[Catalyst] Backlog for proposed changes in next Catalyst release

Bill Moseley moseley at hank.org
Mon Mar 11 15:48:32 GMT 2013

On Mon, Mar 11, 2013 at 4:53 AM, Will Crawford
<billcrawford1970 at gmail.com>wrote:

> While it's not Catalyst's fault, I've found over the years that
> interacting with underlying libraries, databases and legacy systems is
> generally easier when I *don't* try to force anything. I have custom code
> in place to deal with know sources of inconsistent encodings (check to see
> if it's valid UTF8, look up the remainder in a table painstakingly
> assembled over a period of time that catches a few odd MacRoman characters
> that show up in some of our contributors' data, fall back to latin1 or
> cp1252 for the remainder, leave anything else as \xNN). Everywhere else,
> UTF8 can be passed through quite transparently, so I don't really see the
> point of adding extra decoding and encoding all over the place to switch
> from utf8, to some internal wide character encoding, then back to utf8
> again for output. One of the positive features of UTF8 has always been th=
> code that doesn't need to identify any of those fancy accented characters
> can just treat it the same as ASCII, Latin-$WHATEVER or cp1252 without any
> overhead. Overall I can't see the point of forcing everything to be
> converted multiple times ...
I think we can all agree that historically encoding has been confusing,
misunderstood, and frequently ignored.   And very often just done plain

I suspect since this is currently a plugin that it's often ignored,
especially by newer developers.  That means "out of the box" Catalyst, as a
web framework, for its typical use, is broken.

One of the typical uses for a Catalyst application is building a web app
that outputs character data.  This character data must be encoded when sent
over the wire.   Likewise, request data that is character data must be
decoded.  Doing these as close to the "edge" of the application as possible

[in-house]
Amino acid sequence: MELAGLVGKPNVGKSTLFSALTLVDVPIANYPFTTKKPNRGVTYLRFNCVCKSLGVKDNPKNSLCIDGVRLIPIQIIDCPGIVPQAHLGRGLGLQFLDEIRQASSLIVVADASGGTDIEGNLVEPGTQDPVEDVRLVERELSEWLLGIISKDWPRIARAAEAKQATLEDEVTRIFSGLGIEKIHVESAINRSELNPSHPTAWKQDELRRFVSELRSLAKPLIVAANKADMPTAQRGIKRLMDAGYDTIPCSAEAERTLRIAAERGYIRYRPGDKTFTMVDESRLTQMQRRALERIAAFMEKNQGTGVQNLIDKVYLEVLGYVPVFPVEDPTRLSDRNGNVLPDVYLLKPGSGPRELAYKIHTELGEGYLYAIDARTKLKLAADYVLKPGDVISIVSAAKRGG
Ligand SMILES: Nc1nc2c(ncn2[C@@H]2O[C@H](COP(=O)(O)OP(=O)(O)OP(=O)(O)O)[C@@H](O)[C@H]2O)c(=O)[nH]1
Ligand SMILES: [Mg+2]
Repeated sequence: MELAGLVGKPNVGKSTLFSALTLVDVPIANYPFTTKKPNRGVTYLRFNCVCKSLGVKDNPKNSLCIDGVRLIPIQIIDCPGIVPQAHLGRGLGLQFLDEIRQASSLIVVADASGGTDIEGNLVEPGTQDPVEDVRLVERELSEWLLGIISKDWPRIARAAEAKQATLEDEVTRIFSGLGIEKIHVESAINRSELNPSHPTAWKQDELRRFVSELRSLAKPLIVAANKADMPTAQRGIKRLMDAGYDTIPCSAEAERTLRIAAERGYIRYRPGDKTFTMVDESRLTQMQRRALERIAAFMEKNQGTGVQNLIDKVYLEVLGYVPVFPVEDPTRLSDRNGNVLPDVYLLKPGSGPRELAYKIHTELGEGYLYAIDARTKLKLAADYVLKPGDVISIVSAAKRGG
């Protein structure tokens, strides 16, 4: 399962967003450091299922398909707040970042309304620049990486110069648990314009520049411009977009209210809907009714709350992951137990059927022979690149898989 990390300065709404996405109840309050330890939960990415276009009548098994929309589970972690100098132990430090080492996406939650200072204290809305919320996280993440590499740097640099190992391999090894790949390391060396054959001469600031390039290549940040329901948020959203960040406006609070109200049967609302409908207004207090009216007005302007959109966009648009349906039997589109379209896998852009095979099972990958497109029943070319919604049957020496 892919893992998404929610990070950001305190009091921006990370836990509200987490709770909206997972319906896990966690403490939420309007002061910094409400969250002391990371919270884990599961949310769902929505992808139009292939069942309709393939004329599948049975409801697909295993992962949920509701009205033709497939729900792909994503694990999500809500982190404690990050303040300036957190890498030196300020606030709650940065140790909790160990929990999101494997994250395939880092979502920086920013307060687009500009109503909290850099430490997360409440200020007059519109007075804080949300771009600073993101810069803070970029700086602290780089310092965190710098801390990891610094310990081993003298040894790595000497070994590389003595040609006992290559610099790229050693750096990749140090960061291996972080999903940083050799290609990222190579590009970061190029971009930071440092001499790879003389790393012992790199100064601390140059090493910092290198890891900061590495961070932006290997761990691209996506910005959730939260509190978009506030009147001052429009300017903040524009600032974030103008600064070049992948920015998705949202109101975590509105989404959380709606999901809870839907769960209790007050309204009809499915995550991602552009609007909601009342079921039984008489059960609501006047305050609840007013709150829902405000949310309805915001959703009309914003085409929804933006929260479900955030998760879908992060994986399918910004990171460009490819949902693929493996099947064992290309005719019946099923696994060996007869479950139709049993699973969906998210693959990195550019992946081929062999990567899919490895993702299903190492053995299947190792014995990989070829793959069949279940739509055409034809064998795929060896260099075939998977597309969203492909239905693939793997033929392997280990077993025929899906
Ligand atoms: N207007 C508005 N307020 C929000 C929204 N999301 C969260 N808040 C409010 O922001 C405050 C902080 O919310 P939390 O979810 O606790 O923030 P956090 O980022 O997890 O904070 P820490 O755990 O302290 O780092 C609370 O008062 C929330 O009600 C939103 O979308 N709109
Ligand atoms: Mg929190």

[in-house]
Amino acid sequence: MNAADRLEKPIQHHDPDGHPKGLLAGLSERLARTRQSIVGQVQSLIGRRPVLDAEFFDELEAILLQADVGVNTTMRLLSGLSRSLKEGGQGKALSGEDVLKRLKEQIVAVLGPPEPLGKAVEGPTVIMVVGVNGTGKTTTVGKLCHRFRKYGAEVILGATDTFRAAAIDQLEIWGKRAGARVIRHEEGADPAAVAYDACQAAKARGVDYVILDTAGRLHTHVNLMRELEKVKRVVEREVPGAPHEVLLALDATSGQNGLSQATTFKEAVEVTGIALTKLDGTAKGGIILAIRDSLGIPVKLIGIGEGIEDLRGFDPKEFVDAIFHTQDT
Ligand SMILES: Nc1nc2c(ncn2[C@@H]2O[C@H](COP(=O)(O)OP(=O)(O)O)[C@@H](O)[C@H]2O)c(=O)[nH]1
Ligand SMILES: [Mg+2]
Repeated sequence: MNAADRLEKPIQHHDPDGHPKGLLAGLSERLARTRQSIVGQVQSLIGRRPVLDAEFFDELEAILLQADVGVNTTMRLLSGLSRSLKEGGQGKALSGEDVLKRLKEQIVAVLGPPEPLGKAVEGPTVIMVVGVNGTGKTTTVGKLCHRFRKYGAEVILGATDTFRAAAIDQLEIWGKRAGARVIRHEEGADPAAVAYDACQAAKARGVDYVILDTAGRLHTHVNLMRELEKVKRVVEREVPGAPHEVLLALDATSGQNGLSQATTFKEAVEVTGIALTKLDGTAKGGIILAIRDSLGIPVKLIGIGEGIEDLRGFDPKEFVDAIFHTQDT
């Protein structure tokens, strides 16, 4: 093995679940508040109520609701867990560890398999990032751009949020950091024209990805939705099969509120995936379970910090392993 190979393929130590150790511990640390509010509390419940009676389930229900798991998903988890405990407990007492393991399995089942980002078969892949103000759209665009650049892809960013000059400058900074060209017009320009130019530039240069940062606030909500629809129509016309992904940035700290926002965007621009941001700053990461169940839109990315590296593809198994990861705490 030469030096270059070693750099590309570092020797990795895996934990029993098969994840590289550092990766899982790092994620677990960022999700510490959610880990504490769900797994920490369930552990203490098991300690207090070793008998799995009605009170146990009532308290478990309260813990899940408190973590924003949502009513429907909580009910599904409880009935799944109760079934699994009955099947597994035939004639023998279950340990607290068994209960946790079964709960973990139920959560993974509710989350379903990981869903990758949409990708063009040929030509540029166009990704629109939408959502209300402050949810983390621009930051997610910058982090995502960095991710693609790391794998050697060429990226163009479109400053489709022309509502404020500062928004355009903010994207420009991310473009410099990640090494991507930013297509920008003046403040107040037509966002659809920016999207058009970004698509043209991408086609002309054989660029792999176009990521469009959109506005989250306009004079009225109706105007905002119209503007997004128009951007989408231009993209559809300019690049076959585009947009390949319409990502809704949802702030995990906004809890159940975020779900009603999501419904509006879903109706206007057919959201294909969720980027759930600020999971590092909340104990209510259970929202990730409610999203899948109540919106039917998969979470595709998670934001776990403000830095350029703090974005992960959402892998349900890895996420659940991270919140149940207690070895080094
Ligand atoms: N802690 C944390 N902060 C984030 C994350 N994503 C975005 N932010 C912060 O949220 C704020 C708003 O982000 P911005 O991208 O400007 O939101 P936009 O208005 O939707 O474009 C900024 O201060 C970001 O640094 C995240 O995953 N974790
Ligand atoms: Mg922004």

is the best approach.  That's what the plugin does.

As t0m says, if you are ignoring encoding your app is broken.  Sure, it may
not seem so.  Sure, you can ignore those "fancy accented characters" and if
you app only works in an something like ASCII never notice -- it's just
like before Unicode support was added to Perl.   And you still should set a
charset on the content-type when you send the response, so what are you
going to set it to?

Plus, once you do get some of those fancy characters (used by billions of
people) into your app then all those length() and every other thing that
works with characters (hey, this is Perl) will be broken.

My wild guess from your description above is you are not handling encoding
correctly.  But, in the real world you get character data thrown at you
that is broken in some way.  Perhaps your input is so broken you have to do
what you described.  (Still, I think the correct approach is to decode()
with a useful CHECK value.)   If you are "passing through" UTF8 undecoded
then unless you not touching that input (as character data) then that's

You say it's best not to force anything, which I assume you mean force as
some encoding.  If you have character input then by nature it's encoded.
 You have to know what the encoding is, and decode it as such and be
prepared for bad data.  You wouldn't ignore it if it was base64 or gzipped,
right?  Those are not character encodings, but it's essentially the same

I have never considered any performance aspect of this.  It never shows up
when we profile "slow" responses.  Plus, it's never been an optional
operation.   We manipulate characters and we exchange data as bytes.  You
have to convert between those.

The plugin should be core to Catalyst.   It think it's pretty safe to add
it if it only encodes if the utf8 flag is set on the body -- that should
prevent double-encodings.   And having a config option to disable is easy.
 And if the plugin is found on the app issue a warning.   It's possible
that someone has their own modified version of the plugin using the same

-- =

Bill Moseley
moseley at hank.org
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